Compared with healthy adults, complications associated with Monkeypox are more frequent in children and people who are immunocompromised, noted an article in the medical journal The Lancet, Child and Adolescent Health titled: The Monkeypox outbreak: risks to children and pregnant women. It added that those with an increased risk of bacterial superinfection, sepsis, keratitis, respiratory complications due to pharyngeal abscess and pneumonia, or encephalitis, too are susceptible.
The article further said that previous Monkeypox outbreaks had seen increased mortality and hospitalisation rates in children, even in high-income countries such as the U.S., in which the only two severe presentations during the 2003 outbreak were observed in the paediatric population. India is yet to register any case of Monkeypox in children and doctors here have so far dismissed the idea of increased threat to children stating that it’s very early to come to any conclusion on the matter.
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“Though not common in children, they are not immune to this dreaded disease. In the initial period of the epidemic they are more likely to pick up the infection from adult close contacts. However, once an infected child continues to go to school when infected but not yet diagnosed and isolated, he can become a source of spread to his classmates and friends. At present there is a need to educate the general public regarding the symptoms and preventive measures of Monkeypox,’’ said Dr. Krishan Chugh, director and HOD paediatrics, Fortis Memorial Research Institute.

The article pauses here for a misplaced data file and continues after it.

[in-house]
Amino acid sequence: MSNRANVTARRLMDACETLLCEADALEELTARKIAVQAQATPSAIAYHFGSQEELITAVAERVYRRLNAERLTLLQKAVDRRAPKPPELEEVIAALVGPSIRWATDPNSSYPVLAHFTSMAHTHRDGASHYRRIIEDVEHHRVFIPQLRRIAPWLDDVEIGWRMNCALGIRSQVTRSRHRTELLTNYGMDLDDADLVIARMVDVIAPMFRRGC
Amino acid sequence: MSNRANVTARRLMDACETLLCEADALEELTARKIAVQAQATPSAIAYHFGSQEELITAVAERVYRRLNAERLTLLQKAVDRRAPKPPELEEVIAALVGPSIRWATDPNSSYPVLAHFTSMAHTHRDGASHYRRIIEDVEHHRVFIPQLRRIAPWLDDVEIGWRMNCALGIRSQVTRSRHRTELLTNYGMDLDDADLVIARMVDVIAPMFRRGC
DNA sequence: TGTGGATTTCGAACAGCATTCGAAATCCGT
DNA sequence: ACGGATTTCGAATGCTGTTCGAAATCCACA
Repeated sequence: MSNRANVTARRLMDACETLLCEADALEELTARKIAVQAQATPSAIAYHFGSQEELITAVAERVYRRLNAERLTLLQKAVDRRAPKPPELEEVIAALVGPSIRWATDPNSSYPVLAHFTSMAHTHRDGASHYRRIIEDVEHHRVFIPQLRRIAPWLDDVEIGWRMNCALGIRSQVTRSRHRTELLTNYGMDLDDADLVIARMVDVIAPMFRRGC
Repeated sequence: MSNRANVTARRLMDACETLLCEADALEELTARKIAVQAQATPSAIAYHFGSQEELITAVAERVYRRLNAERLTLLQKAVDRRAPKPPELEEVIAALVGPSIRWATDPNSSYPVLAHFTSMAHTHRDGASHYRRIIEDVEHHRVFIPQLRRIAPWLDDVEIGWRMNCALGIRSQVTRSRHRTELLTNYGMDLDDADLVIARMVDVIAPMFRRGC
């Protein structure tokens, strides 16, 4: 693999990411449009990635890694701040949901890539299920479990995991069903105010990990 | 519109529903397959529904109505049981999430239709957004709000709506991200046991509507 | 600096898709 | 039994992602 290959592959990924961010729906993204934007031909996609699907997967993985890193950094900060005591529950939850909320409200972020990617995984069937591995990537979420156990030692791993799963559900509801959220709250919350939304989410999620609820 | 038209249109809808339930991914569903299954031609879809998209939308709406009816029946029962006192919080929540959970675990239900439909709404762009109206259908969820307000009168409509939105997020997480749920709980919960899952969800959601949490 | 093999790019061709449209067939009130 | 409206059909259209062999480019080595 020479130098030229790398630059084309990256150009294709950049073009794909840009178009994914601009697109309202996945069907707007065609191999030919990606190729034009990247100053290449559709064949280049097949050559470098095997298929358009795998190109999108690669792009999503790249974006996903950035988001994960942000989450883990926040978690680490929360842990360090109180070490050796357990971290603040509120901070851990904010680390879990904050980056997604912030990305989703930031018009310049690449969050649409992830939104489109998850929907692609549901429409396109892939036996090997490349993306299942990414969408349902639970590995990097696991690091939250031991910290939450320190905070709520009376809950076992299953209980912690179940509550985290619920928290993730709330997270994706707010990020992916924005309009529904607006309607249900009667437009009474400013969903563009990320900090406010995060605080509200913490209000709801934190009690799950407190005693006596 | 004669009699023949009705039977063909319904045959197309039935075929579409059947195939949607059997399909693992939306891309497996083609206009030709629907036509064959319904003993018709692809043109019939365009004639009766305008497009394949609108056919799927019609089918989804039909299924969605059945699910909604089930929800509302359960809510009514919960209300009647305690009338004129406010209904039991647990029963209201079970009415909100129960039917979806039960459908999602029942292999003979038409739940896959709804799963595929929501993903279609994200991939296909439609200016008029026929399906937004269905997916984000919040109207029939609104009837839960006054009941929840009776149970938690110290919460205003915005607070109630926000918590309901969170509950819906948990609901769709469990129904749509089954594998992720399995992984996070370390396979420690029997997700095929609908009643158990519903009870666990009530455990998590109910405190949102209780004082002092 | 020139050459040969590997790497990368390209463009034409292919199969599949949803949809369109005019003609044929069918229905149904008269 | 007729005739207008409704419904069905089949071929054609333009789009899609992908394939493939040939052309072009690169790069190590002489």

The Lancet article also notes that all available smallpox vaccines offer good protection against Monkeypox infection and can be used for pre-exposure or post-exposure prophylaxis (action taken to prevent disease).
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Meanwhile, the Health Ministry in its guidelines, said that Monkeypox is usually a self-limited disease with symptoms lasting from two to four weeks.
“Severe cases occur more commonly among children and are related to the extent of virus exposure, patient health status and nature of complications. The extent to which asymptomatic infection occurs is unknown. The case fatality ratio of Monkeypox has historically ranged from 0 to 11% in the general population and has been higher among young children. In recent times, the case fatality ratio has been around 3-6%,’’ it said. It added that patients should be isolated and offered monitoring and treatment of complications.